Gimpel Jr WF, Miller DR, Davidson JA. 1974. A systematic revision of the wax scales, genus Ceroplastes, in the United States (Homoptera: Coccoidea: Coccidae). Agricultural Experiment Station Miscellanous Publication 841, University of Maryland. 85 pp.

Gossard HA. 1900. Some common Florida scales. Florida Agricultural Experiment Station. Bulletin No. 51. 117 pp.

Hamon AB, Williams ML. 1984. Arthropods of Florida and neighboring land areas, Vol. 2. Florida Department of Agricultural and Consumer Services, Division of Plant Industry.

Hodges GS, Ruter JR, Braman SK. 2000. Susceptibility of Ilex species, hybrids and cultivars to Florida wax scale. Journal of Environmental Horticulture 19: 32-36.

Johnson WT, Lyon HH. 1991. Insects That Feed on Trees and Shrubs, 2nd ed.. Cornell University Press. 356 pp.

Footnotes

1.

This document is EENY-510, one of a series of the Entomology and Nematology Department, UF/IFAS Extension. Original publication date December 2011. Revised December 2014. Visit the EDIS website at http://edis.ifas.ufl.edu. This document is also available on the Feature Creature website at http://entnemdept.ifas.ufl.edu/creatures/.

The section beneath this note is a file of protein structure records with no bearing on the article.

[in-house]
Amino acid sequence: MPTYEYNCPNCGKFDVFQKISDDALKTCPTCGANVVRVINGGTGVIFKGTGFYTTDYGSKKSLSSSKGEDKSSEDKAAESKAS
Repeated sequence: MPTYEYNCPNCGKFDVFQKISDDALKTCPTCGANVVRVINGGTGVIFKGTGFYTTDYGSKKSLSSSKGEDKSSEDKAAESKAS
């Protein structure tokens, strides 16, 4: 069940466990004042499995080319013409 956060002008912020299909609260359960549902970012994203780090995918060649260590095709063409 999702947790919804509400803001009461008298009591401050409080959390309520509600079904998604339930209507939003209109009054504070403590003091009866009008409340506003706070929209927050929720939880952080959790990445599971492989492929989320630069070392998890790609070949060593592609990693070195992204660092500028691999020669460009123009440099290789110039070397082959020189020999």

2.

Shweta Sharma and Eileen Buss, Entomology and Nematology Department, UF/IFAS Extension, Gainesville, FL 32611


The Institute of Food and Agricultural Sciences (IFAS) is an Equal Opportunity Institution authorized to provide research, educational information and other services only to individuals and institutions that function with non-discrimination with respect to race, creed, color, religion, age, disability, sex, sexual orientation, marital status, national origin, political opinions or affiliations. For more information on obtaining other UF/IFAS Extension publications, contact your county's UF/IFAS Extension office.

U.S. Department of Agriculture, UF/IFAS Extension Service, University of Florida, IFAS, Florida A & M University Cooperative Extension Program, and Boards of County Commissioners Cooperating. Nick T. Place, dean for UF/IFAS Extension.